M. Lane Warner, Antimony, Utah: Its History and Its People 1873-2004 (USA: M. Lane Warner, 2nd ed. 2004), 21.
 “In the Mining Region of Sevier,” The Salt Lake Tribune, 13 November 1906, page 8 column 4. Coyote Canyon later became Antimony Canyon, and Coyote Creek is now named Antimony Creek.
 “Manager Outlines Progressive Plans,” The Salt Lake Tribune,2 February 1907, page 7 column 2.
 M. Lane Warner, Antimony, Utah: Its History and Its People 1873-2004 (USA: M. Lane Warner, 2nd ed. 2004), 37.
 CITE TO SOURCE – OR ANTIMONY BOOK PAGE 39
 M. Lane Warner, Antimony, Utah: Its History and Its People 1873-2004 (USA: M. Lane Warner, 2nd ed. 2004), 34. Also called carbide lamps, acetylene gas was generated by dripping water from an upper chamber onto a lower chamber filled with solid calcium carbide. The resulting chemical interaction produced acetylene gas that generated light as it burned. See The Encyclopaedia Britannica: A Dictionary of Arts, Sciences, Literature and General Information, Eleventh Edition, Volume 1: A to Androphagi (New York: the Encyclopaedia Britannica Company, 1910), 137-139.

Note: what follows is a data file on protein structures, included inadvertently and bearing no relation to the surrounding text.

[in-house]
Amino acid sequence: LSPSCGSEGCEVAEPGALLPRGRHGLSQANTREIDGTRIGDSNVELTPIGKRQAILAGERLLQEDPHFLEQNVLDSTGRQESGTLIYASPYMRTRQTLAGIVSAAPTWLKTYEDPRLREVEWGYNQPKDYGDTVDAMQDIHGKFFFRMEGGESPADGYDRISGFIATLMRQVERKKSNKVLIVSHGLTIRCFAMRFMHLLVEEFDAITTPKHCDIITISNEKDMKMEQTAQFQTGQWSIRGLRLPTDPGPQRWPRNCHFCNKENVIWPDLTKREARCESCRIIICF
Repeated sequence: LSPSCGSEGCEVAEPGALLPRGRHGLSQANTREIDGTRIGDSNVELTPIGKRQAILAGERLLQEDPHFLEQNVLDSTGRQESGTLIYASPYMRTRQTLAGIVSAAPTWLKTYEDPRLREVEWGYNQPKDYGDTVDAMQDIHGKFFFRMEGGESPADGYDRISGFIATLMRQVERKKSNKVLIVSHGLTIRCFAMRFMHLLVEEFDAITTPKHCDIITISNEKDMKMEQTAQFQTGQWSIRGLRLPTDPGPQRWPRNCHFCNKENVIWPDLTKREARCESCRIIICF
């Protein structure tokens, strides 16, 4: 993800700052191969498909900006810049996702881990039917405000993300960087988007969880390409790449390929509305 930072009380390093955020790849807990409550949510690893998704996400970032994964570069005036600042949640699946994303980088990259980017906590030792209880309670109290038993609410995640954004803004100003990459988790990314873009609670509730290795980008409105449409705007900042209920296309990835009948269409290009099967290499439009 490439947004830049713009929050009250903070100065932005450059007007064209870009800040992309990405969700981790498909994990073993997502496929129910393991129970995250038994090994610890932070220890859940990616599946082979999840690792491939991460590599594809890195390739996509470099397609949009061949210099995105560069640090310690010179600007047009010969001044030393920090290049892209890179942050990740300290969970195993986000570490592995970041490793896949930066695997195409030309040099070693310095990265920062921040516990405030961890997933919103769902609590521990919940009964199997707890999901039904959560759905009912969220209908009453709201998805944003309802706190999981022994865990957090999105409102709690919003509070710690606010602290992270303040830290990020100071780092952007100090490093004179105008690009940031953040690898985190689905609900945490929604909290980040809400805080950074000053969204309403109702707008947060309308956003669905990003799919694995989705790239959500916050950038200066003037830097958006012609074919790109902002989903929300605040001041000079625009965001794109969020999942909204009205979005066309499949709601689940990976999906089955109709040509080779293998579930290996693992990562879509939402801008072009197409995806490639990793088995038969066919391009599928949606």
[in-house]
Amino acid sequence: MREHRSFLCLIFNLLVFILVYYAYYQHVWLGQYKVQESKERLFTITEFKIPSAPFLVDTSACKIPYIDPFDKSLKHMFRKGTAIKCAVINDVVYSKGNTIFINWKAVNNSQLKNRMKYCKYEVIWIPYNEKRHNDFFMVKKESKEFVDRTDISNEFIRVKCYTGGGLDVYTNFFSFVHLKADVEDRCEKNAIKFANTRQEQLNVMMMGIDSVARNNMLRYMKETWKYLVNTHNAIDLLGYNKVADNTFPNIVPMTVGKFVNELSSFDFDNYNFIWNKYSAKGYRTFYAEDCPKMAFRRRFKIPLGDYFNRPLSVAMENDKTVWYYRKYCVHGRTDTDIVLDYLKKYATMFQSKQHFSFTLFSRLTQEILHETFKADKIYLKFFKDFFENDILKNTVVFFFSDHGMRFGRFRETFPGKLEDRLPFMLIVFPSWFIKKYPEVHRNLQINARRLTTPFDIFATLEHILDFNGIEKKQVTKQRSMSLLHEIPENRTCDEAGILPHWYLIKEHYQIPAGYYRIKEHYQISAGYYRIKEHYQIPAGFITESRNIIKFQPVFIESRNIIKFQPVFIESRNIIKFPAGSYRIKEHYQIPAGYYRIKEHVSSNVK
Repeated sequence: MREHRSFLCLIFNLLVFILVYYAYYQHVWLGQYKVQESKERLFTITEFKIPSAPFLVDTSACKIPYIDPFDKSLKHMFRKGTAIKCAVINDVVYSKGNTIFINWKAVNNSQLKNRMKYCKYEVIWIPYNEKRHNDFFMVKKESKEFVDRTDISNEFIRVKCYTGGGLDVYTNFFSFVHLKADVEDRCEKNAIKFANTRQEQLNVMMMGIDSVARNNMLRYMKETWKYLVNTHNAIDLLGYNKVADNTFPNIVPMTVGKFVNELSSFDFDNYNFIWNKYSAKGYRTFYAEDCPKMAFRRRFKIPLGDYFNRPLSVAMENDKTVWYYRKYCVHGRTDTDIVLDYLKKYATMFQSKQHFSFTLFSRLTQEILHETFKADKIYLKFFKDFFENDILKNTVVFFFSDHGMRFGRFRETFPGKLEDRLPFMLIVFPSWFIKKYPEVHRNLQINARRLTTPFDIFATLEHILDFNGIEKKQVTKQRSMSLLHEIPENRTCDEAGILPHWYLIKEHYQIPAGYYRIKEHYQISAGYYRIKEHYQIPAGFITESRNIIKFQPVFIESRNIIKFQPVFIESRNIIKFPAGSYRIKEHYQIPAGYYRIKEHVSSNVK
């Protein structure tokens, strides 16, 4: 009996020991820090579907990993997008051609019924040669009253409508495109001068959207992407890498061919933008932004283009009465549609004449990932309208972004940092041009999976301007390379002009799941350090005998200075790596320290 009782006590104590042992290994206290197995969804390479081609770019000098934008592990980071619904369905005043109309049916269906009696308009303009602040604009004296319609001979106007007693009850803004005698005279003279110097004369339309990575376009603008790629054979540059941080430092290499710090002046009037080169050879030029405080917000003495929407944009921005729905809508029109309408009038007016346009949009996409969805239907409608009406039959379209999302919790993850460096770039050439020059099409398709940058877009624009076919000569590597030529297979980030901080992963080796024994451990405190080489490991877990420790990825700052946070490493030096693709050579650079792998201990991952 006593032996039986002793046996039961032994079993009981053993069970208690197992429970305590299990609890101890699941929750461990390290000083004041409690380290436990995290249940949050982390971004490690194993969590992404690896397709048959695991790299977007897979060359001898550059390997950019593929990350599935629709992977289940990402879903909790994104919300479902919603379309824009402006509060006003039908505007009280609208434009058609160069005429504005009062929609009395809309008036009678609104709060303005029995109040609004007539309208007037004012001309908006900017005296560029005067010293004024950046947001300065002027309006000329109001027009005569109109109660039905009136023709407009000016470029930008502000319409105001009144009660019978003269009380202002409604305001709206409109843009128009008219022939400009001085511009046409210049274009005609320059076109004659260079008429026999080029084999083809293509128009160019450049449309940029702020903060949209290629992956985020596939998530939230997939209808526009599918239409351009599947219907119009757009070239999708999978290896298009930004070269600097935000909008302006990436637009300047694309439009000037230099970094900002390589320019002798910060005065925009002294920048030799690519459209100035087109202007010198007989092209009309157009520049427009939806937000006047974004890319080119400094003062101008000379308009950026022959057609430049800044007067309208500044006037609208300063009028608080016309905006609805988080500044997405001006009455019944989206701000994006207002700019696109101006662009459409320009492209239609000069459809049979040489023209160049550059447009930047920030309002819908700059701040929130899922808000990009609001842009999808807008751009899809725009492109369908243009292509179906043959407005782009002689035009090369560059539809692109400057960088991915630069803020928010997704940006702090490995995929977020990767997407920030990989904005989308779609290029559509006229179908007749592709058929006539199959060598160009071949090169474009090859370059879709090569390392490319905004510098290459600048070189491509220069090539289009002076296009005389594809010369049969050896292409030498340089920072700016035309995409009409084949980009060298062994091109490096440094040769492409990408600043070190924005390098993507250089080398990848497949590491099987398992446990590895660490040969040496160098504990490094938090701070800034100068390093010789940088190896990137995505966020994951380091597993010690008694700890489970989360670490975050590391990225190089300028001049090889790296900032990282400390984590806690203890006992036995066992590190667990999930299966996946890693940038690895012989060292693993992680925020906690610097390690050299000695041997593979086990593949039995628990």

Ogden 20th Ward, “Record of Members, Form E 1927-1948,” FHL microfilm 26,242, membership card 2588 for “Black, Evan.” See D&C 20:70 for the LDS scriptural basis for giving baby blessings. Some doubt about the forum of the baby blessings is revealed by the fact that 23 March 1909 was a Tuesday. While modern LDS church practice is for baby blessings to occur on Sundays during Sacrament Meeting, the Tuesday blessing raises questions about whether a Sunday blessing practice did not exist in the early 1900s or whether Evan’s parents deviated from the norm for these blessings.
 Elliot R. Black, Elliot R. Black with Excerpts from Family History (No place: No publisher, no date), section vii (Life Story of Elliot R. Black), section vi (Elliot R. Black), p. 13.
 Elliot R. Black, Elliot R. Black with Excerpts from Family History (No place: No publisher, no date), section vii (Life Story of Elliot R. Black), section vi (Elliot R. Black), p. 14.
 Cite to source for George King Black’s education at BYA.
 Elliot R. Black, Elliot R. Black with Excerpts from Family History (No place: No publisher, no date), section vii (Life Story of Elliot R. Black), pp. 11,15; section viii (The Life of George King Black), p. 4.